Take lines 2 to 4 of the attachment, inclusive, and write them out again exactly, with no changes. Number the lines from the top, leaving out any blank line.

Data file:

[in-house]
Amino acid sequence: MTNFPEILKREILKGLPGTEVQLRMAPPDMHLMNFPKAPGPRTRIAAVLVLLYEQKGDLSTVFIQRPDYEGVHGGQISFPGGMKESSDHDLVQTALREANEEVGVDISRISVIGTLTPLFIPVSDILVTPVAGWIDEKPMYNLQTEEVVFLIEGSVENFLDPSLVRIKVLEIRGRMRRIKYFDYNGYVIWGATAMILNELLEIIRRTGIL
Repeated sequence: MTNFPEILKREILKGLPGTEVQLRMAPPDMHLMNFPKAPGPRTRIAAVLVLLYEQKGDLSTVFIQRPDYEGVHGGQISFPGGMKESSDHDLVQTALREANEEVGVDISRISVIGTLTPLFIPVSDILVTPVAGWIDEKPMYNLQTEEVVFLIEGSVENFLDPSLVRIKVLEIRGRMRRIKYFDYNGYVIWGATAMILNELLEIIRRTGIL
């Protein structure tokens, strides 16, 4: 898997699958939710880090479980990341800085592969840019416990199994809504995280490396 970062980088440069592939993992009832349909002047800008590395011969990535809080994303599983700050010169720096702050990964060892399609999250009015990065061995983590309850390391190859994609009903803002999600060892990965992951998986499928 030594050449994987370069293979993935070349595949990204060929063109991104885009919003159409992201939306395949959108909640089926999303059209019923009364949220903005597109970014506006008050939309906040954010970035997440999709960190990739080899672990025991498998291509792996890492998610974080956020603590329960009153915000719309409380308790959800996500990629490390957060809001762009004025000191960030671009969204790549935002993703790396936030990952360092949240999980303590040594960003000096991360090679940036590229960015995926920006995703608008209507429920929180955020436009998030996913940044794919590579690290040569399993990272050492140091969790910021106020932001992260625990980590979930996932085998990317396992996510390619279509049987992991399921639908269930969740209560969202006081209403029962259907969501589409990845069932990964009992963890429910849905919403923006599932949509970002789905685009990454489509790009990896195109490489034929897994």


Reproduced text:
Amino acid sequence: MTNFPEILKREILKGLPGTEVQLRMAPPDMHLMNFPKAPGPRTRIAAVLVLLYEQKGDLSTVFIQRPDYEGVHGGQISFPGGMKESSDHDLVQTALREANEEVGVDISRISVIGTLTPLFIPVSDILVTPVAGWIDEKPMYNLQTEEVVFLIEGSVENFLDPSLVRIKVLEIRGRMRRIKYFDYNGYVIWGATAMILNELLEIIRRTGIL
Repeated sequence: MTNFPEILKREILKGLPGTEVQLRMAPPDMHLMNFPKAPGPRTRIAAVLVLLYEQKGDLSTVFIQRPDYEGVHGGQISFPGGMKESSDHDLVQTALREANEEVGVDISRISVIGTLTPLFIPVSDILVTPVAGWIDEKPMYNLQTEEVVFLIEGSVENFLDPSLVRIKVLEIRGRMRRIKYFDYNGYVIWGATAMILNELLEIIRRTGIL
């Protein structure tokens, strides 16, 4: 898997699958939710880090479980990341800085592969840019416990199994809504995280490396 970062980088440069592939993992009832349909002047800008590395011969990535809080994303599983700050010169720096702050990964060892399609999250009015990065061995983590309850390391190859994609009903803002999600060892990965992951998986499928 030594050449994987370069293979993935070349595949990204060929063109991104885009919003159409992201939306395949959108909640089926999303059209019923009364949220903005597109970014506006008050939309906040954010970035997440999709960190990739080899672990025991498998291509792996890492998610974080956020603590329960009153915000719309409380308790959800996500990629490390957060809001762009004025000191960030671009969204790549935002993703790396936030990952360092949240999980303590040594960003000096991360090679940036590229960015995926920006995703608008209507429920929180955020436009998030996913940044794919590579690290040569399993990272050492140091969790910021106020932001992260625990980590979930996932085998990317396992996510390619279509049987992991399921639908269930969740209560969202006081209403029962259907969501589409990845069932990964009992963890429910849905919403923006599932949509970002789905685009990454489509790009990896195109490489034929897994």